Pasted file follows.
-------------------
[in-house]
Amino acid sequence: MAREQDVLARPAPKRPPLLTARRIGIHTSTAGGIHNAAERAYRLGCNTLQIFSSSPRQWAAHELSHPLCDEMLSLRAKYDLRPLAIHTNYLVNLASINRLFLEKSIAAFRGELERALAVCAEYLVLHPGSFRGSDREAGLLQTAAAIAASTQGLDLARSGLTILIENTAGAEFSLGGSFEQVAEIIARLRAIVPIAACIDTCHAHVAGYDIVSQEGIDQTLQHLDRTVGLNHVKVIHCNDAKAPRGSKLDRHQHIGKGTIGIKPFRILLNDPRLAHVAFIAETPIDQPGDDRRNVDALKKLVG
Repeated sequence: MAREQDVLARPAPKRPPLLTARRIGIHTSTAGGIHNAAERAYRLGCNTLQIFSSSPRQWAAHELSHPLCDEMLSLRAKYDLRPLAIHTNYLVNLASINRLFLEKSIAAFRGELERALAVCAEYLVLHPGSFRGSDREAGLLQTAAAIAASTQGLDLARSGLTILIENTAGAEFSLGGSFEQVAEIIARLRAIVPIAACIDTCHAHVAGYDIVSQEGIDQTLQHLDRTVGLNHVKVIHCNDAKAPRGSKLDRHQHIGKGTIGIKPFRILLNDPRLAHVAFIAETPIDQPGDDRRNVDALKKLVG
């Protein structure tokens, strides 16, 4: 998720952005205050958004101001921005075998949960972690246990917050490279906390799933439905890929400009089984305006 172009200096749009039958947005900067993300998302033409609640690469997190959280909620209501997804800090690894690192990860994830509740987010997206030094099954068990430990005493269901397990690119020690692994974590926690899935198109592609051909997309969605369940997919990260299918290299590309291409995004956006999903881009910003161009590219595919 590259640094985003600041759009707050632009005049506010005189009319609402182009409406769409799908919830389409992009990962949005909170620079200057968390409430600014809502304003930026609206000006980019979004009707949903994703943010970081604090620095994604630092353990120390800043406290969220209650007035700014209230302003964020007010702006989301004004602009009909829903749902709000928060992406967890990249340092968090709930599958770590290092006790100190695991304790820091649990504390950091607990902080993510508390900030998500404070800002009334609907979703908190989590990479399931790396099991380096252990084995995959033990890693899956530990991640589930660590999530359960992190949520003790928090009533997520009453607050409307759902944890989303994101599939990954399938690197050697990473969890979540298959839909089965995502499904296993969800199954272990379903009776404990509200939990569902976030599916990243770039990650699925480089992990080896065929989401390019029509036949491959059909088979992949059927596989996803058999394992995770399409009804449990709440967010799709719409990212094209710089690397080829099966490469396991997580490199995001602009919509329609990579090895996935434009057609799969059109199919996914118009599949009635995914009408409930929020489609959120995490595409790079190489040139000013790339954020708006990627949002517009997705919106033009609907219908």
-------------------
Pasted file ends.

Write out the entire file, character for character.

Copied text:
[in-house]
Amino acid sequence: MAREQDVLARPAPKRPPLLTARRIGIHTSTAGGIHNAAERAYRLGCNTLQIFSSSPRQWAAHELSHPLCDEMLSLRAKYDLRPLAIHTNYLVNLASINRLFLEKSIAAFRGELERALAVCAEYLVLHPGSFRGSDREAGLLQTAAAIAASTQGLDLARSGLTILIENTAGAEFSLGGSFEQVAEIIARLRAIVPIAACIDTCHAHVAGYDIVSQEGIDQTLQHLDRTVGLNHVKVIHCNDAKAPRGSKLDRHQHIGKGTIGIKPFRILLNDPRLAHVAFIAETPIDQPGDDRRNVDALKKLVG
Repeated sequence: MAREQDVLARPAPKRPPLLTARRIGIHTSTAGGIHNAAERAYRLGCNTLQIFSSSPRQWAAHELSHPLCDEMLSLRAKYDLRPLAIHTNYLVNLASINRLFLEKSIAAFRGELERALAVCAEYLVLHPGSFRGSDREAGLLQTAAAIAASTQGLDLARSGLTILIENTAGAEFSLGGSFEQVAEIIARLRAIVPIAACIDTCHAHVAGYDIVSQEGIDQTLQHLDRTVGLNHVKVIHCNDAKAPRGSKLDRHQHIGKGTIGIKPFRILLNDPRLAHVAFIAETPIDQPGDDRRNVDALKKLVG
């Protein structure tokens, strides 16, 4: 998720952005205050958004101001921005075998949960972690246990917050490279906390799933439905890929400009089984305006 172009200096749009039958947005900067993300998302033409609640690469997190959280909620209501997804800090690894690192990860994830509740987010997206030094099954068990430990005493269901397990690119020690692994974590926690899935198109592609051909997309969605369940997919990260299918290299590309291409995004956006999903881009910003161009590219595919 590259640094985003600041759009707050632009005049506010005189009319609402182009409406769409799908919830389409992009990962949005909170620079200057968390409430600014809502304003930026609206000006980019979004009707949903994703943010970081604090620095994604630092353990120390800043406290969220209650007035700014209230302003964020007010702006989301004004602009009909829903749902709000928060992406967890990249340092968090709930599958770590290092006790100190695991304790820091649990504390950091607990902080993510508390900030998500404070800002009334609907979703908190989590990479399931790396099991380096252990084995995959033990890693899956530990991640589930660590999530359960992190949520003790928090009533997520009453607050409307759902944890989303994101599939990954399938690197050697990473969890979540298959839909089965995502499904296993969800199954272990379903009776404990509200939990569902976030599916990243770039990650699925480089992990080896065929989401390019029509036949491959059909088979992949059927596989996803058999394992995770399409009804449990709440967010799709719409990212094209710089690397080829099966490469396991997580490199995001602009919509329609990579090895996935434009057609799969059109199919996914118009599949009635995914009408409930929020489609959120995490595409790079190489040139000013790339954020708006990627949002517009997705919106033009609907219908």